Entertainment

Four Tet review: Kieran Hebden drops the bass amid pleasure in sea of lights

FOUR TET

Sydney Opera House, January 6 

A shower of light for Four Tet at the Sydney Opera House.
A shower of light for Four Tet at the Sydney Opera House. Photo: Mark Metcalfe

★★★★

There was a chance early in the Four Tet show where you could stop and think, "I wonder where this is going?" 

The ambience was mild, the tempo relaxed, the sounds simple. The lighting, provided by scores of stalactite-like cords behind Kieran Hebden, was sporadic, lightly patterned and not distracting from him at his desk of laptops, switches and console.

Likewise, with his signature Harpo Marx-like hair more subdued than in previous incarnations and a light sweater quickly discarded on arrival to leave him in plain T-shirt and jeans, Hebden was discreetly building little sonic stands rather than edifices, their substance grounded but their aspects modest.

Were we going to get the more cerebral, sit-back-and-experience Four Tet? Was this to be more beard stroking than hand waving? After all, the Four Tet reputation was built on the technical and, you might even say, scientific perfection over any base emotional effects of his compositions.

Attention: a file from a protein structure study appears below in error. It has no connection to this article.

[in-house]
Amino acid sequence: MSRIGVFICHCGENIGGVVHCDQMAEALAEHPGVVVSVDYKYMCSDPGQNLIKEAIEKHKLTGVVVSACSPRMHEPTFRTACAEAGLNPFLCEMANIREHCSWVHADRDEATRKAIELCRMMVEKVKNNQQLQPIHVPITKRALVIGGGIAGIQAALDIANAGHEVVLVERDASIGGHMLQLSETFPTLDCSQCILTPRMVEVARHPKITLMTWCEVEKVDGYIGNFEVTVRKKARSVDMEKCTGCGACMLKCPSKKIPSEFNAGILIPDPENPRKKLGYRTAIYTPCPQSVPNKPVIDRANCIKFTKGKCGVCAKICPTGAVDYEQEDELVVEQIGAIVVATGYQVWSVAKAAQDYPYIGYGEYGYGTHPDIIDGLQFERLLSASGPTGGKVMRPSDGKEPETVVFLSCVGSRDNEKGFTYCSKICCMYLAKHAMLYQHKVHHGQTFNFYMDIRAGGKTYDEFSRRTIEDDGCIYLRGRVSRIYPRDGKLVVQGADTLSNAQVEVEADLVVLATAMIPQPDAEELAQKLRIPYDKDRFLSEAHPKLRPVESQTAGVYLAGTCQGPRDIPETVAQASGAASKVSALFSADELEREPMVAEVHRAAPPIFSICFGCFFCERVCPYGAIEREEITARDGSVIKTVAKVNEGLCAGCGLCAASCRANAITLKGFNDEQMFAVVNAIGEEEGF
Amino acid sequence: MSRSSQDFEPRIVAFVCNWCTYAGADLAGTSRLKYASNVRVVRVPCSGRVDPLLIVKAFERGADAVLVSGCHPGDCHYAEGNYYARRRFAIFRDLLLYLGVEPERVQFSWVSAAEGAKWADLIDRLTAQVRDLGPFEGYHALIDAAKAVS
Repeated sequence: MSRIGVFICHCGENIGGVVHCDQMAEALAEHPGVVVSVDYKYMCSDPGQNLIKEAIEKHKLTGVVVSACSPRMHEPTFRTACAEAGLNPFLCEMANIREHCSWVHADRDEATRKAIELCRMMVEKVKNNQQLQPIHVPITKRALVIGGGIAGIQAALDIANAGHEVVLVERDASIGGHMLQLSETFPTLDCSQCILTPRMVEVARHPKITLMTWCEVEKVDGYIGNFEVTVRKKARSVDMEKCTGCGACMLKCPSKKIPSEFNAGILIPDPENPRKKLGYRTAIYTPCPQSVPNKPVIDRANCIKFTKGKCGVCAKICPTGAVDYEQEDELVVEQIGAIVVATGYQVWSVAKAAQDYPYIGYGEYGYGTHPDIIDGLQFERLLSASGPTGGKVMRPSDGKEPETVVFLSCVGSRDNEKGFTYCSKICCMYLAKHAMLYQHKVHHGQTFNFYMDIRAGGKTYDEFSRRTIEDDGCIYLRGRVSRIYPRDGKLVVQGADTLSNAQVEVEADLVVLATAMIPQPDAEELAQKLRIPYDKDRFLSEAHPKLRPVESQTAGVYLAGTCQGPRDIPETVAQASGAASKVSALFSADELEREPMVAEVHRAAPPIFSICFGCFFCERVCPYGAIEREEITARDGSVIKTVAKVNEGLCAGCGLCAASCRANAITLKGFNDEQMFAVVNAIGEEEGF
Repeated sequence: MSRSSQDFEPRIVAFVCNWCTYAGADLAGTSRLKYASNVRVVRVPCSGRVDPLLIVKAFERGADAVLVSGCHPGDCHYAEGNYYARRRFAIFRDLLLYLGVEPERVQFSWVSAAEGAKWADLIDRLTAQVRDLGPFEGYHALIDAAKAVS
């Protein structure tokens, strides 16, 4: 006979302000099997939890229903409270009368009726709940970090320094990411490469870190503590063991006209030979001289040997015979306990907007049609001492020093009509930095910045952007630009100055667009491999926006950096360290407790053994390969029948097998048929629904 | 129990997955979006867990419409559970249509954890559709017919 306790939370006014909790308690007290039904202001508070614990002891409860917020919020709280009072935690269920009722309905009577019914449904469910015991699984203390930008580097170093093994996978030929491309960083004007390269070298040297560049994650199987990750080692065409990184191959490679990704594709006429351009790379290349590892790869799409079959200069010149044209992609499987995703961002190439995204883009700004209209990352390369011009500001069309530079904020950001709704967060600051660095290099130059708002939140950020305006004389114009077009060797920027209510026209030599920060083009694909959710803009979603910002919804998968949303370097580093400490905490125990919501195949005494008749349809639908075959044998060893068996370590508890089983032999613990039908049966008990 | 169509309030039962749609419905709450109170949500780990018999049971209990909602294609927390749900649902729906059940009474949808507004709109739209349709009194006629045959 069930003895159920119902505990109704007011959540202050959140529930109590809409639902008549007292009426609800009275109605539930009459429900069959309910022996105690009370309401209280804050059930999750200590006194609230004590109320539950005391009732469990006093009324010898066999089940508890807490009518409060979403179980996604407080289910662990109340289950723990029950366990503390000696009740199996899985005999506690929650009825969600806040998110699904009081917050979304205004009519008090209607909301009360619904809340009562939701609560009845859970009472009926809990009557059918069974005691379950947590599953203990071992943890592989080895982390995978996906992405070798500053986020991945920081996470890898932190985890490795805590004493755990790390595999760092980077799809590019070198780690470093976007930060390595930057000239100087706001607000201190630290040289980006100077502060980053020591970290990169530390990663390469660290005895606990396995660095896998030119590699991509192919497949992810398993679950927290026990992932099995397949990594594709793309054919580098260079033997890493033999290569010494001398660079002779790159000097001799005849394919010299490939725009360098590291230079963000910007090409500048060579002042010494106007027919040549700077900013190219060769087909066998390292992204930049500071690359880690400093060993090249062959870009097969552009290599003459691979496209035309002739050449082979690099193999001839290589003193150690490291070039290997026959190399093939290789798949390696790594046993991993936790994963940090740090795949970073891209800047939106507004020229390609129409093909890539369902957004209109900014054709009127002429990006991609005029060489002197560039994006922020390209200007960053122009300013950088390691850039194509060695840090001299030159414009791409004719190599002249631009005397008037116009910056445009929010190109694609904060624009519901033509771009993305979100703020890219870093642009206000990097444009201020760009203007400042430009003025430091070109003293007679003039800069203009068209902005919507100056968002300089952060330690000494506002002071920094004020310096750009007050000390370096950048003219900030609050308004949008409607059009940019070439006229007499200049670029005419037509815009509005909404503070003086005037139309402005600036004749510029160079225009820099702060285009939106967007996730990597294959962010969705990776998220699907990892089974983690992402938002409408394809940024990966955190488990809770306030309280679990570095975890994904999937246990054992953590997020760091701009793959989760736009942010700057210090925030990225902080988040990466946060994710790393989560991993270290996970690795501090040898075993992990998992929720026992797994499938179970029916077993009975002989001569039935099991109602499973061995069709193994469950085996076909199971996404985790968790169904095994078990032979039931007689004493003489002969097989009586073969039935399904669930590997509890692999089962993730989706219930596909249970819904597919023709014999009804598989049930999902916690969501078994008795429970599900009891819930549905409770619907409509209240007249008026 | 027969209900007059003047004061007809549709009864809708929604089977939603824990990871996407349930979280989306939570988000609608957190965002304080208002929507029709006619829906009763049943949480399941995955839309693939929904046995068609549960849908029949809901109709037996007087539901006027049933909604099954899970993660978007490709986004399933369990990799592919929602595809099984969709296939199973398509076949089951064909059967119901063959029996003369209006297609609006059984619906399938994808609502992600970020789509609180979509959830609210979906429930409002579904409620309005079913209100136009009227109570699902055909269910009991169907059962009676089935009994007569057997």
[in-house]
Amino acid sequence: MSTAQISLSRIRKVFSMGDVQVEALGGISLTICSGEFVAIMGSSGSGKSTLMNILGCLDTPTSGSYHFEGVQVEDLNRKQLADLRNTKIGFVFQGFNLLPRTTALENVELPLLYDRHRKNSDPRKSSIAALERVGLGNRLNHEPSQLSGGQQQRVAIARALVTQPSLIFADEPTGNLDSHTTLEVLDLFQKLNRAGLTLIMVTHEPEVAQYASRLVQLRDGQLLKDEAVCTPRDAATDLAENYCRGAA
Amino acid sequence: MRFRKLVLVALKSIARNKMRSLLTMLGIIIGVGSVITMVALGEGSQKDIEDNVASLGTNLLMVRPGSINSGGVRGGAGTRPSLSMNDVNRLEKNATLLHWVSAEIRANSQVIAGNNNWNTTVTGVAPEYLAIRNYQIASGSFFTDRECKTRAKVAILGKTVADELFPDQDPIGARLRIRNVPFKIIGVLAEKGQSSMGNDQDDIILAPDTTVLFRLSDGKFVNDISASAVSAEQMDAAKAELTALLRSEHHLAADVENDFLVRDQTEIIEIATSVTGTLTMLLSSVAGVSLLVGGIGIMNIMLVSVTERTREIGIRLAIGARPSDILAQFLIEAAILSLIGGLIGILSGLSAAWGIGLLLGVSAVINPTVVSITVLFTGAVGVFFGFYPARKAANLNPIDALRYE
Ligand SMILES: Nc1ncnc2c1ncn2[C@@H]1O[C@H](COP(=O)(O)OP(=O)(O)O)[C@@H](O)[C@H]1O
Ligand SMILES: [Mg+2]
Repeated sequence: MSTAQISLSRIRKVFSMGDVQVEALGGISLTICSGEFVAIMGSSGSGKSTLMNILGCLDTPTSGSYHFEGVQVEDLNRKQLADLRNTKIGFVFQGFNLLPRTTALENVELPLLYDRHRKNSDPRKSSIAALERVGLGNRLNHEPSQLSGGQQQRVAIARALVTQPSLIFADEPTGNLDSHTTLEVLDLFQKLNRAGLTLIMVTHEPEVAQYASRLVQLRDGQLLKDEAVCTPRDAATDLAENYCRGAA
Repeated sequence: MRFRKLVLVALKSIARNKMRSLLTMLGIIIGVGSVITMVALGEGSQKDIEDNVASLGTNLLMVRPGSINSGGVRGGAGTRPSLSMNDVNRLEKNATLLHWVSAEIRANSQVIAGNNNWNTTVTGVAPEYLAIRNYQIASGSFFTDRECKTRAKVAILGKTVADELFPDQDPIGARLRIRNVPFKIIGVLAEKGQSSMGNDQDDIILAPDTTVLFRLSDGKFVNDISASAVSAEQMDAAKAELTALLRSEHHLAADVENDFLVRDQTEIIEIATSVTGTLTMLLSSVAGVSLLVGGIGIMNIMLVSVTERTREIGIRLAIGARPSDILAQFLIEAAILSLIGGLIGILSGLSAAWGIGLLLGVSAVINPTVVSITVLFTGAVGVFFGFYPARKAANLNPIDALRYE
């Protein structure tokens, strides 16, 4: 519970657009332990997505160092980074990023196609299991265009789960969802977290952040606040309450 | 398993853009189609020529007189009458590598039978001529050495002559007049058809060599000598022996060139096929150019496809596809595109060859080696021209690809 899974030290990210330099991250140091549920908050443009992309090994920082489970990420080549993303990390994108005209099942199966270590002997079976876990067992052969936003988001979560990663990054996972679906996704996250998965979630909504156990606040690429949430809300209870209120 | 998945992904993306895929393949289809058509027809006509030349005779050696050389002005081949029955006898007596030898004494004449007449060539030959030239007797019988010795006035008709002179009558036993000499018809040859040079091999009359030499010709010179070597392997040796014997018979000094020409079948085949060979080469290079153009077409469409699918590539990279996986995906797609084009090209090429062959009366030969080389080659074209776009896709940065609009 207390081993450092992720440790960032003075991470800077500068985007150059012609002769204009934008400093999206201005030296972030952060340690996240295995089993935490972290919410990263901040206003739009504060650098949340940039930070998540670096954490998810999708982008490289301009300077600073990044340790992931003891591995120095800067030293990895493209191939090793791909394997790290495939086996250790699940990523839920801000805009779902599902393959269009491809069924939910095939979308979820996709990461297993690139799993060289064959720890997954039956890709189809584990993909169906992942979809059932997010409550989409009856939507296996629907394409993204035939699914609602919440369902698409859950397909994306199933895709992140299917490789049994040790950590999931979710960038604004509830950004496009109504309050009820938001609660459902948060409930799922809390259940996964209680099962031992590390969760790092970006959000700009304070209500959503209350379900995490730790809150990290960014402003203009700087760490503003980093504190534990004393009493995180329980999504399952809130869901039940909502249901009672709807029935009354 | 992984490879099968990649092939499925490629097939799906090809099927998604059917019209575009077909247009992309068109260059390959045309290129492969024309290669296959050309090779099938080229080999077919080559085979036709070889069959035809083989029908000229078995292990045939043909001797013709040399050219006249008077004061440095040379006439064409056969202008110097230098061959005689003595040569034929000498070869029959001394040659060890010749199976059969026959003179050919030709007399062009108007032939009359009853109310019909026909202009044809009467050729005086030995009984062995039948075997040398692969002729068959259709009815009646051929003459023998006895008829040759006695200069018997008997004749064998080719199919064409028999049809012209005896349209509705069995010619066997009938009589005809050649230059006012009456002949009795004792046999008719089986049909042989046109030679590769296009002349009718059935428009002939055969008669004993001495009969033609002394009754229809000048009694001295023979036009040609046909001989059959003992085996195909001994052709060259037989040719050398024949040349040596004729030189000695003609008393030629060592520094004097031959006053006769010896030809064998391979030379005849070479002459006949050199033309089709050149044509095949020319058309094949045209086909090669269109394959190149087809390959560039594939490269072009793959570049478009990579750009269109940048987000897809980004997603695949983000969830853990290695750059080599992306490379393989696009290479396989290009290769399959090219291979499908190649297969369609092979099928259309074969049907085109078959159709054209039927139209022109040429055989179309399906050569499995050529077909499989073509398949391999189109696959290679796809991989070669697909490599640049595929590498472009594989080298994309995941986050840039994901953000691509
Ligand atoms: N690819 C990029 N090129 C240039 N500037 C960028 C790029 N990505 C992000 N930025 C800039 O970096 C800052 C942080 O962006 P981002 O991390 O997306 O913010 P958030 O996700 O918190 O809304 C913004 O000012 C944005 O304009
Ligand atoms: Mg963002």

However, when the first bass drop happened about 15 minutes in, sparking an initially spotty but quickly room-wide leap from seats, matters were quickly settled: we were going to be here for a good time. And it was most decidedly a good time.

Four Tet Photo (Kieran Hebden) at the Opera House on January 6. Photo supplied by Opera House credit: Mark Metcalfe

Four Tet's Kieran Hebden blew away the Opera House with a well-constructed electronic set-up. Photo: Mark Metcalfe

Hebden's melange may have lacked for extremes or bold surprises, less interested in the unlikely sample or the get-out-of-here incongruity, but it didn't need them either.

Accretion of detail was more the go as Hebden subtly coloured each progression, so if you wanted to stop dancing for a minute, you could enjoy the enhancements and the occasional bursts of familiar melody, but if not, then you could just enjoy the fact everything seemed to get bigger on you.

Bigger, but not thumpingly so. While the bass got heavier as the night wore on, the anticipation of those drops tweaked and tweaked until you could hear our pips squeak, begging for release. Hebden wasn't pinning us to the back of the room; he was throwing us higher instead.

As the show built, so did the lighting. Those stalactites became sheets of colour or waves of light, pulses of energy or big wide skies. There wasn't a lot to it, maybe, but it did everything you needed.

As Disclosure had shown a night earlier, the problems of the Concert Hall as a venue for a rock band – those disappearing top and bottom spectrums of sound – can be blown away by a well-constructed electronic set-up. Four Tet had that, and a wash of good feeling to boot. Pleasure was had.

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